Boston's EPC, PPA Plans Have Potential Big Impact

By Greg Zimmerman, Executive Editor  
OTHER PARTS OF THIS ARTICLEPt. 1: Todd Isherwood Transforming City of Boston's Energy StrategiesPt. 2: Library Energy Project Replaced Outmoded SystemsPt. 3: Centralizing Energy Management in City of Boston Buildings Pt. 4: Making Retrocommissioning a PriorityPt. 5: This Page

The projects with the biggest potential impact on energy efficiency and renewable energy are best done on the largest scale possible. One of Isherwood's main goals for 2015 is to identify how best to do that.

In December 2014, he got some help. Boston Mayor Martin Walsh, building on the Renew Boston initiative first announced in 2009 by then-Mayor Thomas Menino, announced the formation of the Renew Boston Trust. The goal, the mayor said, would be "to manage energy retrofits of large public buildings that are self-financed by future savings." In other words, Boston would dive in head first to a series of energy performance contracts (EPCs).

This was music to Isherwood's ears, as performance contracting fits nicely into his philosophy of energy efficiency: "What they do is connect capital construction people and projects with facility managers," he says. "The capital construction group is used to building new projects, but they're not in the habit of maintaining them. EPCs make that connection."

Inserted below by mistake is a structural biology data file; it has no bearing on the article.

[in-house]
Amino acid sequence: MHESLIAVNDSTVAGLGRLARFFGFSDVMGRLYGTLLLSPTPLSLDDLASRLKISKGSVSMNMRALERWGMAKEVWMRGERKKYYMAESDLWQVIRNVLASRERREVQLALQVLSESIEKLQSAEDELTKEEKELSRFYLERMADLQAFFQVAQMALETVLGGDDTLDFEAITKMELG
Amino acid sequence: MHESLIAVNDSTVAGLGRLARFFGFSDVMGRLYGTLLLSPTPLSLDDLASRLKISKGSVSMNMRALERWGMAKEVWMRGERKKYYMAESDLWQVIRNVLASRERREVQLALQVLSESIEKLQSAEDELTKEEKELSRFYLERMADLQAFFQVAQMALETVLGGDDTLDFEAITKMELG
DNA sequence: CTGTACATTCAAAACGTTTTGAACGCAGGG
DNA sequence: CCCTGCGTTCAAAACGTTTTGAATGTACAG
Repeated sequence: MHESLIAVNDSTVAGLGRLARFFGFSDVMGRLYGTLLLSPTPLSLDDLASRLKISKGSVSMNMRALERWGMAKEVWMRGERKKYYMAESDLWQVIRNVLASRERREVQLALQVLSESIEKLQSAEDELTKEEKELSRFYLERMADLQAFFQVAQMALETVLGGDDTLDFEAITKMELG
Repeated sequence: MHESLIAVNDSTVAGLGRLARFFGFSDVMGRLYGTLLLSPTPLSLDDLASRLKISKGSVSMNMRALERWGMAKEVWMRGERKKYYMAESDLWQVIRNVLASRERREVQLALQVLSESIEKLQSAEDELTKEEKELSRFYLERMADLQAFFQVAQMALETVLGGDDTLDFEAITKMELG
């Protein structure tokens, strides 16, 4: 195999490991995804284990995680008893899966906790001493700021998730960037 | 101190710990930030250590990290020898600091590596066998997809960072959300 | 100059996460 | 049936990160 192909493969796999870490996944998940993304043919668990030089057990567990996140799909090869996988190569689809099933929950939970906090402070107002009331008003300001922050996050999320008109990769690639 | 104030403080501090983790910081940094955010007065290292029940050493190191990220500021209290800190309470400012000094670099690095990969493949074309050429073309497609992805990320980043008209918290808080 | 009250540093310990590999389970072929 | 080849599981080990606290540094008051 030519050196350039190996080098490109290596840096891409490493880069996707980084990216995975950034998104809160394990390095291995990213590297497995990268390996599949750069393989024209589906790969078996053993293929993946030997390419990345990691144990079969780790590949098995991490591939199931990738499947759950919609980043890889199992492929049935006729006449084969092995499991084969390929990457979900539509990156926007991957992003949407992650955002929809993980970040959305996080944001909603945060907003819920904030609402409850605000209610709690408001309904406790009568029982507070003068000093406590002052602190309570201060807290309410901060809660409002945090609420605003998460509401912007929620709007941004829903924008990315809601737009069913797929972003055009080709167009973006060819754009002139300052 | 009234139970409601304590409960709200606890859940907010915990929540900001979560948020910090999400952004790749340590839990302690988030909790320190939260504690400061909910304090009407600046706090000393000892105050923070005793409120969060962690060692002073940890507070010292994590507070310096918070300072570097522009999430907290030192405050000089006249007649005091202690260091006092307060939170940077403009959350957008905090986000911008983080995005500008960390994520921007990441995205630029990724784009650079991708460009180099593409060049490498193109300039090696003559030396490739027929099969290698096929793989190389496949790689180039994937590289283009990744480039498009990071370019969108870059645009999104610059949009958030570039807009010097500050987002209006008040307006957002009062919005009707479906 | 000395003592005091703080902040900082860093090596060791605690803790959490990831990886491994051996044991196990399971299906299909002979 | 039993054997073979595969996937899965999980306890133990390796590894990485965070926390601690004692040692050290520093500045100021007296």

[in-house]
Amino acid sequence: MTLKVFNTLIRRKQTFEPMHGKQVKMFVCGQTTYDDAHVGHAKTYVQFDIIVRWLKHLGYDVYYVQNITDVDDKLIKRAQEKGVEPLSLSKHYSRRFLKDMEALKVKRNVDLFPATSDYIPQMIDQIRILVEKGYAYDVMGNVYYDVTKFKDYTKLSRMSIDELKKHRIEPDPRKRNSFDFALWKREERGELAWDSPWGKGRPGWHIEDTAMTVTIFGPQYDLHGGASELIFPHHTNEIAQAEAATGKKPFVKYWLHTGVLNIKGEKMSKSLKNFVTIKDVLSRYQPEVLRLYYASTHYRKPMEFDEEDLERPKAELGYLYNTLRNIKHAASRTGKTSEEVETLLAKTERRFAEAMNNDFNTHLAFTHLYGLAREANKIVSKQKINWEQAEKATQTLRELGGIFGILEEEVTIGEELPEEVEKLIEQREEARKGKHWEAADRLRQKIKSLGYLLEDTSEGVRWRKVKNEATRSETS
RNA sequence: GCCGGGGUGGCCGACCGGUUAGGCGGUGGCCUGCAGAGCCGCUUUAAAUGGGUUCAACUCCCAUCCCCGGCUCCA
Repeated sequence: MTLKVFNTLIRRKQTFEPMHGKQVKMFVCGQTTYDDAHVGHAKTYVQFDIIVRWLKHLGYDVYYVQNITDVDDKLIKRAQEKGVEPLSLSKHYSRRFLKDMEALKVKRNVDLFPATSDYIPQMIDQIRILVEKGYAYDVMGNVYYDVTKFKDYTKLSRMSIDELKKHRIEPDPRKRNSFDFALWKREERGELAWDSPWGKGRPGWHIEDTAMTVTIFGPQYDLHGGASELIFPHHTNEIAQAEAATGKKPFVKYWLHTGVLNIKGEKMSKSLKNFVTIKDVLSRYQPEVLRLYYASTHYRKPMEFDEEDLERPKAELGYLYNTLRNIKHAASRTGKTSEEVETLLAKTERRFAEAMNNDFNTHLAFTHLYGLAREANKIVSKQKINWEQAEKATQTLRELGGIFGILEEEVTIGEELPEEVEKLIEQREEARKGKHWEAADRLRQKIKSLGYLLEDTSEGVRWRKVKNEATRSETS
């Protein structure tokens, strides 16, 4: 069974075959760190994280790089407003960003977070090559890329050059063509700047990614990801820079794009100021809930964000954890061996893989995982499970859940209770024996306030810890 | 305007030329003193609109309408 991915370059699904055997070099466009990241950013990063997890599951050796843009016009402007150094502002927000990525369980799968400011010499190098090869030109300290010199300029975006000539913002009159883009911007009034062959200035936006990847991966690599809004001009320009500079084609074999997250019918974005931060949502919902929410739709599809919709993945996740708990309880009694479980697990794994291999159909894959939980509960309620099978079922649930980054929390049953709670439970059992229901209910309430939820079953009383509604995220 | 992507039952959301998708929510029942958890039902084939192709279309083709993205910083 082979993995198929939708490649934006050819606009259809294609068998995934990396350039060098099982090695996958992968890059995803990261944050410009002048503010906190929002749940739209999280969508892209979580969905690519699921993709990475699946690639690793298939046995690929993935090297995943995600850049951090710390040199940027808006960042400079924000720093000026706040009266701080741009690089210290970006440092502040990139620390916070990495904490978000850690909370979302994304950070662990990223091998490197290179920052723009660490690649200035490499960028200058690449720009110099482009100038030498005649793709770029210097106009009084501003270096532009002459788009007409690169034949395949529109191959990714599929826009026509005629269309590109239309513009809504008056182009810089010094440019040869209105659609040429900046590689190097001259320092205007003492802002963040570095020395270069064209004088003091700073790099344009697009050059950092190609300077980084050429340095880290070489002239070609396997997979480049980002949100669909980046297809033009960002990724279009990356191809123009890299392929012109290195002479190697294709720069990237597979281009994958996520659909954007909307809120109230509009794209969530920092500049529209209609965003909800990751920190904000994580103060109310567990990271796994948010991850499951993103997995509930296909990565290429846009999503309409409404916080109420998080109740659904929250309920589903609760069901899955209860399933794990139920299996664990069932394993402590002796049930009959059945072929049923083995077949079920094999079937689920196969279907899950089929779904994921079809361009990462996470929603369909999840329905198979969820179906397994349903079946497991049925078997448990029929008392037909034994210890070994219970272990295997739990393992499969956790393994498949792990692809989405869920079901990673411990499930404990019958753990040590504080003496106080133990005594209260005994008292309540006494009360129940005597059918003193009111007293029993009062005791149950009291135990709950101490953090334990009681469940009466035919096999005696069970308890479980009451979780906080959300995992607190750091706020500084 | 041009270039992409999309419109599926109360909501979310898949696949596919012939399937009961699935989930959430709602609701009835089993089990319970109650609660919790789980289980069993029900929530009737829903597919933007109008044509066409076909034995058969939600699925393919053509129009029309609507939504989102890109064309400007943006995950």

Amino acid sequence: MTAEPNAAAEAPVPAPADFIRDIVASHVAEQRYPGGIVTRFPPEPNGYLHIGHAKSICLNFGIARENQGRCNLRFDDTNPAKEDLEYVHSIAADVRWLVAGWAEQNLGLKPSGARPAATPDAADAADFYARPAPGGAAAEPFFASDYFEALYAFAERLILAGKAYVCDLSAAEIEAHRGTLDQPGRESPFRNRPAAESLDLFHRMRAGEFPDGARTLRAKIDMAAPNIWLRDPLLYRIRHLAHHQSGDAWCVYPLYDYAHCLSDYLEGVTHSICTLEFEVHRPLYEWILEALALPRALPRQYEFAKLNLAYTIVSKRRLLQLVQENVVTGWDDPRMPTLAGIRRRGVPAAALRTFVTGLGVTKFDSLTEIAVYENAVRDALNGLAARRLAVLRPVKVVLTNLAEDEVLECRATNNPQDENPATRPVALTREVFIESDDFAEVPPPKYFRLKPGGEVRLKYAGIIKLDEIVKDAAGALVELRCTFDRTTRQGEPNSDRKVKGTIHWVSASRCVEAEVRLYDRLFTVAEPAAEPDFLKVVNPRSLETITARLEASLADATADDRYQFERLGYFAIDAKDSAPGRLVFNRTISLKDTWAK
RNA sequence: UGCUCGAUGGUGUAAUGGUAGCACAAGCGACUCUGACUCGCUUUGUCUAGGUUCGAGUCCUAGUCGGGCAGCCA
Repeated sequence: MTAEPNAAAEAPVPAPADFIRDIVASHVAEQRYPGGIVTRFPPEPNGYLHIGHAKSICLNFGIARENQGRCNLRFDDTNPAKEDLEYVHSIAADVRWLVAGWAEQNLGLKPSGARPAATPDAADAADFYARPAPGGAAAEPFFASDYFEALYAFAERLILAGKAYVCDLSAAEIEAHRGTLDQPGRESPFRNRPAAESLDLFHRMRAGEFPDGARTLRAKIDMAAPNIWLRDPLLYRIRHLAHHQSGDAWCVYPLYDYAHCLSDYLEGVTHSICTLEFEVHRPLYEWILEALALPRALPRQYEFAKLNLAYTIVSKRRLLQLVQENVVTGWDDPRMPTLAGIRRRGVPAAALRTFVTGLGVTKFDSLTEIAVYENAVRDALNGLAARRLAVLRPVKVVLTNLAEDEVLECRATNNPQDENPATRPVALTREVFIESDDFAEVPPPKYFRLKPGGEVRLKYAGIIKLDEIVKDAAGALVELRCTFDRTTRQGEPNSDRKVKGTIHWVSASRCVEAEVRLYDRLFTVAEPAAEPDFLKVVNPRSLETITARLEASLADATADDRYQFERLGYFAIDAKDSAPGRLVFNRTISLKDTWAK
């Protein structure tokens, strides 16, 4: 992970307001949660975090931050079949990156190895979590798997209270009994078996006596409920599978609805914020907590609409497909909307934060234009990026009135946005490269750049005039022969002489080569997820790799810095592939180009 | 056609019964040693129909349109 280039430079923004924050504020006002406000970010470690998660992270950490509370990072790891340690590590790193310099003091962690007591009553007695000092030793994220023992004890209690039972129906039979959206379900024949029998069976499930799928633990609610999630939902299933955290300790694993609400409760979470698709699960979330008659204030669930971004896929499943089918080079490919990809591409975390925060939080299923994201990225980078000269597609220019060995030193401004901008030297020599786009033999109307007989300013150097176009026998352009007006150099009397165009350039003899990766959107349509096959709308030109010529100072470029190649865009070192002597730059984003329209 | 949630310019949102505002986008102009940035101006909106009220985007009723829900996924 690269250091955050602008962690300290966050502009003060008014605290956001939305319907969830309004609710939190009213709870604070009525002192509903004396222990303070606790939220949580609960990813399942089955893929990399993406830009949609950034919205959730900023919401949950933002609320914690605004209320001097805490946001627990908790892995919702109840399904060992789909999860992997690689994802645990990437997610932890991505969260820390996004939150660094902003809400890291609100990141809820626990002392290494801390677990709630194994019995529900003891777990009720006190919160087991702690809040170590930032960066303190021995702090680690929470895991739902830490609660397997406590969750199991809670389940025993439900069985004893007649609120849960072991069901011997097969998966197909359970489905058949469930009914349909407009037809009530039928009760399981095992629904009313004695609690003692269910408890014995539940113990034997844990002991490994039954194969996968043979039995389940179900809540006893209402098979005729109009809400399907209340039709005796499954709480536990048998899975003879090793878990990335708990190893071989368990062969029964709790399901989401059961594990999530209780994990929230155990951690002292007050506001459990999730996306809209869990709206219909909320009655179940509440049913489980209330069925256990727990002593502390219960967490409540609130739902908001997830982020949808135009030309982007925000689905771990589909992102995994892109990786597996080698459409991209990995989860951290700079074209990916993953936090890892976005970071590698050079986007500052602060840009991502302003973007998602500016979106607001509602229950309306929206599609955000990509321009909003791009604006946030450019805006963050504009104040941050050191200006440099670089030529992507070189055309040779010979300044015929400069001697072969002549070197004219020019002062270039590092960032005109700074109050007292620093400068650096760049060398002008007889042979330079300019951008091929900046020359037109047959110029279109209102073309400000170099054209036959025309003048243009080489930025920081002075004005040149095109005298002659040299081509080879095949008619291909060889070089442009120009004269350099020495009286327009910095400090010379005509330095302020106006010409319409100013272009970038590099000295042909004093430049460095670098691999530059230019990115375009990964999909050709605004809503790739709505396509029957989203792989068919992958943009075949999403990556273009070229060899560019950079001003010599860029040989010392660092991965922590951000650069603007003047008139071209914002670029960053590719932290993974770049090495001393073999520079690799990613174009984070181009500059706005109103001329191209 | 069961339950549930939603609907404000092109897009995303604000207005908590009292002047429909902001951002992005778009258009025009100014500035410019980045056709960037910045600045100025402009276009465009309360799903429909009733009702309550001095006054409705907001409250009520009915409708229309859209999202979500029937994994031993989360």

For now, however, the charge for Isherwood is to determine which projects should be included in energy performance contracts and which should remain city-funded. "I'd envision that the projects for which we'll do EPCs will be very large capital renovations," he says. For instance, he's currently looking at 10 1970s-era Boston Public School buildings. "Can we take a portfolio of buildings of similar age and similar systems and put those into EPCs?" he says. "It'd be a multi-million dollar project, but we'd see huge energy savings."

Similarly, the city is delving into power purchase agreements (PPA) to procure renewable energy, and Isherwood is working to determine the scope and scale of projects. Isherwood says he's in the midst of doing a feasibility study to determine which 15 to 20 buildings are the best candidates for photovoltaics — for instance, buildings that have a lot of available square footage on the roof, and roofs less than seven years old. The goal, he says, is to send out requests for proposals in 2015 for a total of 3 to 4 MWs of solar power on those buildings.

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  posted on 2/7/2015   Article Use Policy

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